10:48 – We’ve gotten started on packing stuff up for the move. For the last six months or more, I’ve been saving boxes from incoming shipments from Amazon, Walmart, and our science kit vendors, so we have literally hundreds of good boxes of various sizes. I think we’ll have enough to pack everything up, but then I’m an optimist.
We plan to make the move in stages, carrying vehicle loads up each time we go. We’ll take enough stuff up the day we close to let us spend the night up there, including the dorm refrigerator, spare vacuum cleaner, munchies and drinks, clothing, our air mattress, bedding, and so on. That and large trash bags, cleaning supplies, and other stuff we’ll need to get the place emptied out. And, of course, a large supply of shelf-stable food and bottle water. Furniture, boxes of books, and other heavy/bulky stuff will go via a moving company once we’re ready for it, and we’ll reverse things so that we have what we need to camp out at the old house while we’re getting it ready to go on the market.
We’ve gotten science kit inventory built up sufficiently that it should cover us through the moving process. We also have sufficient subassemblies built up to allow us to build another several dozen kits on the fly. We’ll move half our inventory up to the new place and leave half here so that we can ship from either place.
I re-joined Amazon’s Kindle Unlimited program the other day. I never transfer books to our reading Kindles via Wi-Fi because trying to use Wi-Fi on either of those Kindles causes them to crash and require a reset to factory defaults, wiping out all the data including categories. The first time that happened on Barbara’s Kindle she was upset; the second time she was livid. So now I always download Kindle books to my hard drive and then transfer them via USB.
The problem with KU is that it doesn’t offer the USB transfer option when you “buy” a book. You have to specify the Kindle you want it transferred to via Wi-Fi and then go back in and download it to the hard drive. It’s a PITA, but it works.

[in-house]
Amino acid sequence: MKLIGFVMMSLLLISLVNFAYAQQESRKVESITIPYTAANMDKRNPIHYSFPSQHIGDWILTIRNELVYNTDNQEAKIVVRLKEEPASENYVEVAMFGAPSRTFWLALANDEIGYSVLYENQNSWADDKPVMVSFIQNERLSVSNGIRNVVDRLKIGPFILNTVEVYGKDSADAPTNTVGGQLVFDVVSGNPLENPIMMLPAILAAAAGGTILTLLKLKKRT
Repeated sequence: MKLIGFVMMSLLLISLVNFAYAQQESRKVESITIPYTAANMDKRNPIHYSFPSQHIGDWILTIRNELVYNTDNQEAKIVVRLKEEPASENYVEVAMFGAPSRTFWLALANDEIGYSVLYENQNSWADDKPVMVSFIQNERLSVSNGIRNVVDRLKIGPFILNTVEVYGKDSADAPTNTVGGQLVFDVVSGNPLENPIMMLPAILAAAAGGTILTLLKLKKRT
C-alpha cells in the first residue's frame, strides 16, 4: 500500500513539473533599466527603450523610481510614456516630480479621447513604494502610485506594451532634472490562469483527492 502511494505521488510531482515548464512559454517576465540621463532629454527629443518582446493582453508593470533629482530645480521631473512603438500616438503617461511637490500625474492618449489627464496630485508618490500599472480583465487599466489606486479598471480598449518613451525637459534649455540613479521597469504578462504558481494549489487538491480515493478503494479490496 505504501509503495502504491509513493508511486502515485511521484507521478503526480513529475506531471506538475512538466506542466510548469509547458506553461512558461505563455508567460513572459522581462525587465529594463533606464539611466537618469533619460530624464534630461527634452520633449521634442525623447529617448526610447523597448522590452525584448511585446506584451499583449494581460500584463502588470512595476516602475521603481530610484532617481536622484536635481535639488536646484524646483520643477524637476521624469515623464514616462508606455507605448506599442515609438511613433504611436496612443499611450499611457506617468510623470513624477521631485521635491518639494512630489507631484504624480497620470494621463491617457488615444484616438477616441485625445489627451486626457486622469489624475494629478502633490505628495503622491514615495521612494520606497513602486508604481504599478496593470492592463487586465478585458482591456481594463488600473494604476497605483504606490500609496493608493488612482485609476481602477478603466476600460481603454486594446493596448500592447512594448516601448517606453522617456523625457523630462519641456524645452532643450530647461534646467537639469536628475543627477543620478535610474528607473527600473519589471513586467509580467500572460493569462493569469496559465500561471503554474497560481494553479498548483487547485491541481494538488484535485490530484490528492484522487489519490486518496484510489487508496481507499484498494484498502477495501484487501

The problem with doing that is that the author doesn’t get paid. Formerly, Amazon paid the author the full royalty once someone had read at least 10% of the book. They changed that a month or so ago. Now they pay $0.006/page starting with the first page. Fortunately for authors, Amazon is pretty liberal about defining a page. A book that’s 200 pages in print is considerably longer in terms of Kindle page count. So if I read through 300 Kindle pages, the author earns a $1.80 royalty. The problem is that if I’ve transferred that book to my Kindle via USB, Amazon has no way to know that I’ve read even one page because I don’t let my Kindle connect via Wi-Fi to Amazon.
Right now, I’m reading Theresa Shaver’s Stranded series. I wanted to make sure she got paid, so last night I brought up book 2 in the series on my Fire and swiped my way through the whole book. So Amazon now knows I’ve read the book, and Theresa gets paid. Of course, Amazon also keeps track of how fast people read the books, so they now think I read at something like 30,000 words/minute. Call it one page/second. I do read very fast, but not quite that fast.
Shaver, incidentally, writes pretty well for a beginning author. There are some minor issues with to/too, that/which, and so on, but the books are readable. She needs to work on writing dialog as well and she has a tendency to explicate, but she shows some real potential as a writer. The novels are aimed at young adults, so of course her main characters are all teenagers. Shaver is Canadian, which comes through in her attitude. It’s actually refreshing to read PA novels written by a Canadian woman rather than an American man. The tone is very different. Canadians are famous for being polite and helpful, and that comes through in Shaver’s books.
Interestingly, Shaver apparently was not a prepper when she started writing this series and wasn’t even aware that there was a prepping movement in Canada. As she researched and wrote the series, she found herself becoming more and more a prepper. She’s a bit canny about the details, but she did say in an interview that she has “87 cans of spam, 4 gigantic just add water bags of pancake mix and a hundred bottles of duty free booze in my basement…bring it on, I’m sooo ready!”
At any rate, if you enjoy PA fiction, give Shaver a try. The first book in the Stranded series is regularly $0.99 but it’s available on Amazon at the moment for $0.00. I grabbed it the other day because Amazon recommended it. When I checked her author page, I learned she was based in south-central Alberta, about an hour from Heartland, so I just had to give her books a try.
I mentioned this series to Barbara while we were on our way up to Sparta, NC the other day. Barbara retired from our library system after 20 years as a public librarian, and I remember her talking back then about young-adult novels. I thought those were characterized by an absence of explicit sex and strong language, so I was surprised when reading the first book to come across what most people would consider strong language, i.e. “motherfucker”. I doubt that anyone who reads my journal would be offended by that or any other language, but you have been warned. Barbara just shrugged it off and said that the definition of YA novels must have changed since she left the library system 15 years ago.